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Bactericidal and endotoxin neutralizing activity of a peptide derived fromLimulusantilipopolysaccharide factor

DOI: 10.1067/msy.2000.108061
  • Biology
  • Medicine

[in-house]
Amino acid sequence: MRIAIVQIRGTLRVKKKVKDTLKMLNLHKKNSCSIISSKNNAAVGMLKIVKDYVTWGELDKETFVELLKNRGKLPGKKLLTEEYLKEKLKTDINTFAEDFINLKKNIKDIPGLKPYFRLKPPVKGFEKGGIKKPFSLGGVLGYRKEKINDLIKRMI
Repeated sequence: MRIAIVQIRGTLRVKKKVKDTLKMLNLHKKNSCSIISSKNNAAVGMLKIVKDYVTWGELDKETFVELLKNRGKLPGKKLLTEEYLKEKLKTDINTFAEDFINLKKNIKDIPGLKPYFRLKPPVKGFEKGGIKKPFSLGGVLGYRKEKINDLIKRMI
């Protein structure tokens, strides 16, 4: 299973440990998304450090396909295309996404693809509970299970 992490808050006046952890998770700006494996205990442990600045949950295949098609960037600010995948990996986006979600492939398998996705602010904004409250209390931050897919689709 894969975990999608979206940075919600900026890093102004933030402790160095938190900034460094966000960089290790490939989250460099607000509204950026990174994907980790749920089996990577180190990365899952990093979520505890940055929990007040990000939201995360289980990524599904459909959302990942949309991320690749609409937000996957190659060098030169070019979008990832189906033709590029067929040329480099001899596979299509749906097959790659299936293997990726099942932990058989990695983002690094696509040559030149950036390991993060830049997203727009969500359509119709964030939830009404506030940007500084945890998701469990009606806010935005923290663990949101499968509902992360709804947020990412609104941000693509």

Abstract Background: Release of lipopolysaccharide (endotoxin, LPS) is a critical inciting event in the development of sepsis syndrome due to gram-negative bacteria, and mortality associated with this entity remains ~40%. Limulus anti-LPS factor (LALF) is a naturally occurring horseshoe crab derived protein that, unlike antibiotics, is both bactericidal for gram-negative bacteria and capable of neutralizing LPS. We hypothesized that a peptide derived from the active domain of LALF (LALF #28-54) would exhibit potent biologic activity similar to that of LALF itself and could potentially be useful as a therapeutic agent. Methods: The effects of LALF, synthetic peptide LALF #28-54, polymyxin B (PmB), and a biologically inactive synthetic peptide were examined in several models. In vitro bactericidal activity was determined against Pseudomonas aeruginosa, and LPS-neutralizing capacity was determined via inhibition of LPS-induced tumor necrosis factor–α (TNF-α) secretion by RAW 264.7 cells. In vivo biologic activity was determined via pretreatment following which P aeruginosa endotoxemia or bacteremia was induced; serum TNF-α levels, bacterial clearance, and survival were assessed. Results: LALF and LALF #28–54 exhibited potent in vitro bactericidal and LPS-neutralizing activity comparable to PmB (P <.01). However, although LALF #28-54 diminished systemic TNF-α production and aided bacterial clearance similar to that observed for LALF (P <.01), it did not provide significant protective capacity (P >.1). Conclusions: These data demonstrate that peptide LALF #28-54 retained the LPS-neutralizing and bactericidal biologic activity of LALF but failed to protect during overwhelming P aeruginosa bacteremia, perhaps due to short serum half-life.(Surgery 2000;128:339-44.)

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